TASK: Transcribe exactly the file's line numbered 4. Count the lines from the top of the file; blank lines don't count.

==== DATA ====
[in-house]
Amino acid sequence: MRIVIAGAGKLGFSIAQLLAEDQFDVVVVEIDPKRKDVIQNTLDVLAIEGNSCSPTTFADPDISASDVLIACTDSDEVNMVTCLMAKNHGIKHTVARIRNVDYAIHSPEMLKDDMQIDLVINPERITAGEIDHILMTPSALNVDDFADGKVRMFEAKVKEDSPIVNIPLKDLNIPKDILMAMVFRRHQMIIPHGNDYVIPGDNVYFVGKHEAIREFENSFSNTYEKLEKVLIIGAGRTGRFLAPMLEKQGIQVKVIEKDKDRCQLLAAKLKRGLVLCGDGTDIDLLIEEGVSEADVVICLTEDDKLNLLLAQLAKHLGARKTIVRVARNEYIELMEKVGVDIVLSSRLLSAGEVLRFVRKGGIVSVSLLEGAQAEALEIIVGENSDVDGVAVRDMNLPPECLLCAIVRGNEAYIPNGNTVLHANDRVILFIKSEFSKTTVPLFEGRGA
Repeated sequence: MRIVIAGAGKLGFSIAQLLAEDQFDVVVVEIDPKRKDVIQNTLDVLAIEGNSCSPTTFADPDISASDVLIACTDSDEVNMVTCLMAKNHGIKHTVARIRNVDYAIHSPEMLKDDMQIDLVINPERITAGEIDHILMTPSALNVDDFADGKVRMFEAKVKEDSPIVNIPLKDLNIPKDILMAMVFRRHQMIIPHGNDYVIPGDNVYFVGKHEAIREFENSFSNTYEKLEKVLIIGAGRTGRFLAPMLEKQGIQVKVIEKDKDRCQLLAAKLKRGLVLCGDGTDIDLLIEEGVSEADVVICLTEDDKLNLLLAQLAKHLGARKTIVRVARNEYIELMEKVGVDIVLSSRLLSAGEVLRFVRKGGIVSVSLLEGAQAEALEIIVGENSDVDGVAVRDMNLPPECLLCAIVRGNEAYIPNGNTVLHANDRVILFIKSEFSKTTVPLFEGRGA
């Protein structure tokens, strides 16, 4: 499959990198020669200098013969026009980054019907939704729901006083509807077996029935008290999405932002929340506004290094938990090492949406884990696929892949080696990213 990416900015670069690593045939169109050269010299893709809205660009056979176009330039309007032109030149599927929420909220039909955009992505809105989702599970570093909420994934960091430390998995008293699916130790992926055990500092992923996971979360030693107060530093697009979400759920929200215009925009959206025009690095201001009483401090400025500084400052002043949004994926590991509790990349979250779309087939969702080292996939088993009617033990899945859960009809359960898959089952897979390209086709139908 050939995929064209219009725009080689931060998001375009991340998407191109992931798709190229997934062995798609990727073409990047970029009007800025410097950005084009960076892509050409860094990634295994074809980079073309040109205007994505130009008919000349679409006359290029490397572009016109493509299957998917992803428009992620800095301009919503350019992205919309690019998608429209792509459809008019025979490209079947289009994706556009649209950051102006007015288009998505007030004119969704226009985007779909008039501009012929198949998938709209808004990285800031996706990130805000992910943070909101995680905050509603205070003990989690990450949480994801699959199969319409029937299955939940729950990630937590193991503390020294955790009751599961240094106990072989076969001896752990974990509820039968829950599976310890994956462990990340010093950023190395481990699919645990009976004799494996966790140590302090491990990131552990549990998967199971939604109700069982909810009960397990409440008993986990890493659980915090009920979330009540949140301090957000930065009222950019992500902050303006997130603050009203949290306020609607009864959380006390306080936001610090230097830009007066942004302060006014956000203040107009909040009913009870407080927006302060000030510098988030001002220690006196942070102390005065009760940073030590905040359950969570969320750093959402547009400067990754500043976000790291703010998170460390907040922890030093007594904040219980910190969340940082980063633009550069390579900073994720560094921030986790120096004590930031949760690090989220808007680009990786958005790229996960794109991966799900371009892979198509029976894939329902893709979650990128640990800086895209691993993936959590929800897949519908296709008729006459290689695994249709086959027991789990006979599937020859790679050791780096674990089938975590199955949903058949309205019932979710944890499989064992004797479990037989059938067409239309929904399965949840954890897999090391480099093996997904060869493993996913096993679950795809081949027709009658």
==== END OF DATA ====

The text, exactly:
């Protein structure tokens, strides 16, 4: 499959990198020669200098013969026009980054019907939704729901006083509807077996029935008290999405932002929340506004290094938990090492949406884990696929892949080696990213 990416900015670069690593045939169109050269010299893709809205660009056979176009330039309007032109030149599927929420909220039909955009992505809105989702599970570093909420994934960091430390998995008293699916130790992926055990500092992923996971979360030693107060530093697009979400759920929200215009925009959206025009690095201001009483401090400025500084400052002043949004994926590991509790990349979250779309087939969702080292996939088993009617033990899945859960009809359960898959089952897979390209086709139908 050939995929064209219009725009080689931060998001375009991340998407191109992931798709190229997934062995798609990727073409990047970029009007800025410097950005084009960076892509050409860094990634295994074809980079073309040109205007994505130009008919000349679409006359290029490397572009016109493509299957998917992803428009992620800095301009919503350019992205919309690019998608429209792509459809008019025979490209079947289009994706556009649209950051102006007015288009998505007030004119969704226009985007779909008039501009012929198949998938709209808004990285800031996706990130805000992910943070909101995680905050509603205070003990989690990450949480994801699959199969319409029937299955939940729950990630937590193991503390020294955790009751599961240094106990072989076969001896752990974990509820039968829950599976310890994956462990990340010093950023190395481990699919645990009976004799494996966790140590302090491990990131552990549990998967199971939604109700069982909810009960397990409440008993986990890493659980915090009920979330009540949140301090957000930065009222950019992500902050303006997130603050009203949290306020609607009864959380006390306080936001610090230097830009007066942004302060006014956000203040107009909040009913009870407080927006302060000030510098988030001002220690006196942070102390005065009760940073030590905040359950969570969320750093959402547009400067990754500043976000790291703010998170460390907040922890030093007594904040219980910190969340940082980063633009550069390579900073994720560094921030986790120096004590930031949760690090989220808007680009990786958005790229996960794109991966799900371009892979198509029976894939329902893709979650990128640990800086895209691993993936959590929800897949519908296709008729006459290689695994249709086959027991789990006979599937020859790679050791780096674990089938975590199955949903058949309205019932979710944890499989064992004797479990037989059938067409239309929904399965949840954890897999090391480099093996997904060869493993996913096993679950795809081949027709009658």